Going pro: Hokies fare well in NFL draft

by Jimmy Robertson

Coming this fall, you may see some familiar faces on an NFL team near you.

A record eight Hokies were selected in the 2002 NFL Draft, which marked the ninth consecutive year that a Tech player has been drafted. André Davis, Ben Taylor, Kevin McCadam, David Pugh, Chad Beasley, Bob Slowikowski, Derrius Monroe, and Jarrett Ferguson stepped up to the pros, snapping Tech's previous high of five draft selections in 1992 and 2000.

"I think there's a reason why that senior class was the winningest in school history," Tech head coach Frank Beamer says. "They're great players and they're great people.

"I think Jarrett said it best when he was quoted as saying that people know how hard Virginia Tech players work," he continues. "That goes back to our players, to Mike Gentry [assistant athletic director for athletic performance] and the work he does, and the way our coaches coach these kids. We've got a little bit of a reputation out there and it showed in the draft."

Davis, a first-team All-BIG EAST selection who led Tech in receiving last season with 39 catches for 623 yards (16 yards per catch) and seven touchdowns, went to the Cleveland Browns in the second round, with the 47th overall pick. Tech's most decorated receiver, the 6-foot-1-inch, 195-pounder owns or shares several school records, including single-season records of receiving yards, yards per catch, touchdown catches, punt return average, and the career record of punt returns for touchdowns.

Cleveland also selected Taylor in the fourth round with the 111th overall pick, which will give the Browns depth at linebacker and also a standout on special teams. The 6-2, 235-pounder led the Hokies with 121 tackles this past season. He finished his career with more than 300 career tackles.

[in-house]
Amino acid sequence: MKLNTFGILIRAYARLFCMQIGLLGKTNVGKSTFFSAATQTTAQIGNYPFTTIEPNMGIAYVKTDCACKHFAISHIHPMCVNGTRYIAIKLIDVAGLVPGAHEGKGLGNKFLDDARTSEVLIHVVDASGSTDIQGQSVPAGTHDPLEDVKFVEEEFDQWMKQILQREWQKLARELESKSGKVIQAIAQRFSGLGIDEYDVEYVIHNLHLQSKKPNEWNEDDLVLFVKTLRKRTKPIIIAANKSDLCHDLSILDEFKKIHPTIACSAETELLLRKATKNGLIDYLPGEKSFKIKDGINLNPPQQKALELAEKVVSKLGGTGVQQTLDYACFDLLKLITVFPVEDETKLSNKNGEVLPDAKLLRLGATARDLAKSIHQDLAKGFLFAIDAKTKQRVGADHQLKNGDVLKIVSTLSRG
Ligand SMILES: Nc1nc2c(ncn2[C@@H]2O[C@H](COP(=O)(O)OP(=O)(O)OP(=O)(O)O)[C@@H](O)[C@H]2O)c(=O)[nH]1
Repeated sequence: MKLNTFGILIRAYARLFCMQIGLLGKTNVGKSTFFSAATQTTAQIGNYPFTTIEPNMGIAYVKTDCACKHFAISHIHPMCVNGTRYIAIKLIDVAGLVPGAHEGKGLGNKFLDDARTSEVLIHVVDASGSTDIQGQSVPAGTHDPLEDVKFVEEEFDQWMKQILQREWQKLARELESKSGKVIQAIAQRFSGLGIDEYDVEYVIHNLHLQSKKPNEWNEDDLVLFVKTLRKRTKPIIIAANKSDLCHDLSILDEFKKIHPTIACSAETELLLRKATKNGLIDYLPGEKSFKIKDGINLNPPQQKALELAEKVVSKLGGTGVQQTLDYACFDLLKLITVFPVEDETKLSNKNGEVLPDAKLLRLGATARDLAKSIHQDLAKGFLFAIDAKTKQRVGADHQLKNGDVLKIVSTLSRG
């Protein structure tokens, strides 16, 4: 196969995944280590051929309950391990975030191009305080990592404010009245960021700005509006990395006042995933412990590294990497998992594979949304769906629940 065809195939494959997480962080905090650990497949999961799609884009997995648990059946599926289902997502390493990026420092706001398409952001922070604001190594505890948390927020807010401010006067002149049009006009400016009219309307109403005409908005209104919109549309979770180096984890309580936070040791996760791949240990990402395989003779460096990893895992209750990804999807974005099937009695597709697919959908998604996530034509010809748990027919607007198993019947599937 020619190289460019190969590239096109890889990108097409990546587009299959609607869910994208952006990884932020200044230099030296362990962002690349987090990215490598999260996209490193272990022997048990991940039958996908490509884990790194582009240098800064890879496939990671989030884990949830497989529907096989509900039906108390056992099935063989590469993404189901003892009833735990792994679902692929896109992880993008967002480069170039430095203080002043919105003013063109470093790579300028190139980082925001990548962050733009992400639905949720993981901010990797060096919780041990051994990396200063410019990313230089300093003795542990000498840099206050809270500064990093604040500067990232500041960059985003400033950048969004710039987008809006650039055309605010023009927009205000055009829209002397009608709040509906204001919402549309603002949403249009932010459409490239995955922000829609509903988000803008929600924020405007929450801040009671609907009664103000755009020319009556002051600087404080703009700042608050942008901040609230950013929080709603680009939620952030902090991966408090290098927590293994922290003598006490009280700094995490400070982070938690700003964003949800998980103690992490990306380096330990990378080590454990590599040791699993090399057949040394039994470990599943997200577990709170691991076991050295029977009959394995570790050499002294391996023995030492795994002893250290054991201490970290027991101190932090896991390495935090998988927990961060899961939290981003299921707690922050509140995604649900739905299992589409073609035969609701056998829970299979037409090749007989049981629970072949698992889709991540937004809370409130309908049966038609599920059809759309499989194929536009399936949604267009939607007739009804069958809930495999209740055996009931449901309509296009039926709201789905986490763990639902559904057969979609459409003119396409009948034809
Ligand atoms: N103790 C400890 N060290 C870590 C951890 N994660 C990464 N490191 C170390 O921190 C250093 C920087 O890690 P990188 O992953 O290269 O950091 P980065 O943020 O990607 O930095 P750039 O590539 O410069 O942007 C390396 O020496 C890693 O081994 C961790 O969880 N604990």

McCadam, Tech's 6-1, 220-pound rover, projects as a safety for the Atlanta Falcons, who took him in the fifth round with the 148th overall pick. McCadam's stock soared during the workouts for the NFL scouts this past spring when he ran in the 4.3-4.4 range.

Pugh, a first-team All-BIG EAST selection, was chosen by the Indianapolis Colts in the sixth round with the 182nd overall pick, giving Indy four Tech players (Waverly Jackson, Shyrone Stith, and Cory Bird). Pugh, the Hokies' 6-3, 270- pound starting defensive tackle, finished with 50 tackles this past season.

The Dallas Cowboys took Slowikowski in the sixth round with the 211th overall pick. Slowikowski, a 6-5, 255-pound tight end, also figures to help the Cowboys on special teams.

Pugh's sidekick, Beasley, went to the Minnesota Vikings, who drafted him in the seventh round with the 218th overall pick. The 6-5, 303-pound defensive tackle becomes a second generation NFL player, following in the footsteps of his father, who was part of the Pittsburgh Steelers Super Bowl dynasty.

Monroe played both defensive tackle and end for the Hokies, but he projects at end for the New Orleans Saints, who chose him in the seventh round with the 224th overall pick. The 6-4, 270-pound Monroe recorded 44 tackles this past season.

And finally, Ferguson, the Hokies' fullback and most valuable player, went in the seventh round with the 251st overall pick to the Buffalo Bills. Ferguson, 5-9, 225, caught 25 passes for 256 yards and three touchdowns and rushed for 156 yards and five touchdowns on 35 carries.

As of May, three Tech players had signed free-agent contracts with various teams. Browning Wynn inked a deal with Indianapolis, while Larry Austin and Emmett Johnson signed with Houston and Washington, respectively.